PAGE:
|Publication number||US5810525 A|
|Application number||US 08/862,693|
|Publication date||Sep 22, 1998|
|Filing date||May 23, 1997|
|Priority date||May 23, 1997|
|Publication number||08862693, 862693, US 5810525 A, US 5810525A, US-A-5810525, US5810525 A, US5810525A|
|Inventors||Tommie L. Ector, Sr.|
|Original Assignee||Ector, Sr.; Tommie L.|
|Export Citation||BiBTeX, EndNote, RefMan|
|Patent Citations (19), Referenced by (45), Classifications (12), Legal Events (3)|
|External Links: USPTO, USPTO Assignment, Espacenet|
This application claims the benefit of U.S. Provisional patent application Ser. No. 60/019,345, filed Jun. 7, 1996.
1. Field of the Invention
The present invention relates to an elastic sleeve assembly for placement around portions of a portable hand drill, for holding different drill bits, drill gimlets, tool bits, sockets, a chuck key and related tools. The invention provides the drill user with convenience and assurance to have the right bit at his fingertips.
2. Description of Prior Art
Various devices, such as tool boxes, belt pouches and the like, have been used to hold tools required for operating portable hand-held drills. Cordless or power cord hand drills are extensively used by electricians, plumbers, cabinet installers and others. However, no readily available carrying device is available in the marketplace to hold the drill bits, drill gimlets and related tools required by hand drill operators.
The cost of new construction has been rising steadily during the most recent decades. This increase is due to both the costs of material and labor. In the technically advance present era, skilled laborers, such as carpenters, electricians, masons, drywall hangers and finishers, etc., are decreasing in numbers. The resulting shortage has caused the cost of labor to soar. Applicant has found a need to at least minimize the time required to accomplish a given task by providing a device useful for storing and maintaining accessible various drill bits, drill gimlets and related tools which a drill operator may need.
The prior art is exemplified by the following patents: U.S. Design Pat. No. 342,660, issued on Dec. 28, 1993 to David S. Chapin, illustrates an ornamental design for a screwdriver handle sleeve. Chapin does not show an elastic sleeve assembly that fits around the handle portion of a portable hand drill.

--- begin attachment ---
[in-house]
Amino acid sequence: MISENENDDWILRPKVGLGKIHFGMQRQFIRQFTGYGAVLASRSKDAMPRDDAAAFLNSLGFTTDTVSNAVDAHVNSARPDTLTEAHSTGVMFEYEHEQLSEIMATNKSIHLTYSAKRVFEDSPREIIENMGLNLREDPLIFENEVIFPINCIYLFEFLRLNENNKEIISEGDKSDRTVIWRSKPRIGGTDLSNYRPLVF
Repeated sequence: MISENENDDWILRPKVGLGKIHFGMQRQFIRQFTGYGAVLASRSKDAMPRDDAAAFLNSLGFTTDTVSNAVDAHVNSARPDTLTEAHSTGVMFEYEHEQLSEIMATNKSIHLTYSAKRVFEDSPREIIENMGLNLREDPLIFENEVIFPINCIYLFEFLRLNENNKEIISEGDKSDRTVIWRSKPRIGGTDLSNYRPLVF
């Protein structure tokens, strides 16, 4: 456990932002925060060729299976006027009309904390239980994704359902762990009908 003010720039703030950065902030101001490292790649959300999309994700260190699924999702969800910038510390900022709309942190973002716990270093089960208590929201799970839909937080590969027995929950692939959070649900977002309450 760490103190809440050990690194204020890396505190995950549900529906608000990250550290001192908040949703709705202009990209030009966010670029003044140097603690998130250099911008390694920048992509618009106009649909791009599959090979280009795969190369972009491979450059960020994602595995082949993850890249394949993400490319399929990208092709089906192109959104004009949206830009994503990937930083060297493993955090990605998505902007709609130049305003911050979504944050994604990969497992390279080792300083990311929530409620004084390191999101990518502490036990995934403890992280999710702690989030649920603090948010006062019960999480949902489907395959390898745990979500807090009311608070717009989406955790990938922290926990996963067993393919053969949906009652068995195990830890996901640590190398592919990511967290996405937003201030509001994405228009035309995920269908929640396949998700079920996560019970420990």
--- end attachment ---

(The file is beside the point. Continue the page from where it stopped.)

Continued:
U.S. Pat. No. 4,098,506, issued on Jul. 4, 1973 to Conrad J. Gaiser, provides a removable hand grip for a tennis racket. Gaiser does not disclose an elastic sleeve for placement around the grip handle portion of a portable hand drill of the present invention.
U.S. Pat. No. 4,269,314, issued on May 26, 1981 to Marshall J. Barrash, describes a combined elastic endless band and integral handle strap for maintaining groups of cylindrical beverage cans. Barrash does not disclose an elastic sleeve assembly for placement around the handle portion of a portable hand drill and for holding drill bits and miscellaneous tools, as provided by the present invention.
U.S. Pat. No. 4,825,475, issued on May 2, 1989 to Keith M. Smart, describes a removable cuff for the lower end of a pant leg. Smart does not disclose an elastic sleeve assembly associated with a portable hand drill of the present invention.
U.S.Pat. No. 5,269,410, issued on Dec. 14, 1993 to Jeffery M. Abregano, describes a golf accessory organizer that can be removably attached to a top cuff of a golf bag. Abregano does not disclose an elastic sleeve assembly for placement around the handle portion of a portable hand drill.
U.S. Pat. No. 5,369,819, issued on Dec. 6, 1994 to Earl Capuano, Jr., describes an elastic band for encircling a water tank so that a toilet seat and seat cover may be optionally retained in the raised position. Capuano does not disclose an elastic sleeve assembly for placement around the handle portion of a portable hand drill and for holding drill bits and miscellaneous tools.
U.S. Pat. No. 5,459,905, issued on Oct. 24, 1995 to Guy Voyre, describes two rubber bands or portions of a single band held together by two metal clamps. Voyre does not disclose an elastic sleeve assembly for placement around the grip handle portion of a portable hand drill.
French Patent Document No. 1,394,253, dated Feb. 22, 1965, describes a hook and loop fastened strap engaging belt loops or hooks attached to the inside of a wearer's pant leg. The strap of the French Document '253 is intended to gather the opening of the pant leg around the ankle of the wearer. The French Document '253 does not disclose an elastic sleeve assembly for placement around the handle portion of a portable hand drill.
French Patent Document Number 2,455,553, dated Nov. 28, 1980, provides a clamping device for holding a package of booklets. The French Document '553 does not disclose an elastic sleeve assembly for placement around the grip handle portion of a portable hand drill and for holding drill bits and related tools.
None of the above inventions and patents, taken either singly or in combination, is seen to describe the instant invention as claimed.
Applicant has designed an accessory for a common construction tool, namely a hand held power drill. This accessory is a welcomed time saver, because it minimizes the amount of time spent locating and changing drill bits. Applicant has found a unique and novel way of finding drill bits quickly and easily. By recycling used inner tubes, i.e., from bicycles, wheelbarrows, etc., applicant provides resilient endless bands for supporting drill bits on drills. Thus, maintaining the drill bits in contact with the drill reduces the time necessary for finding the right bit.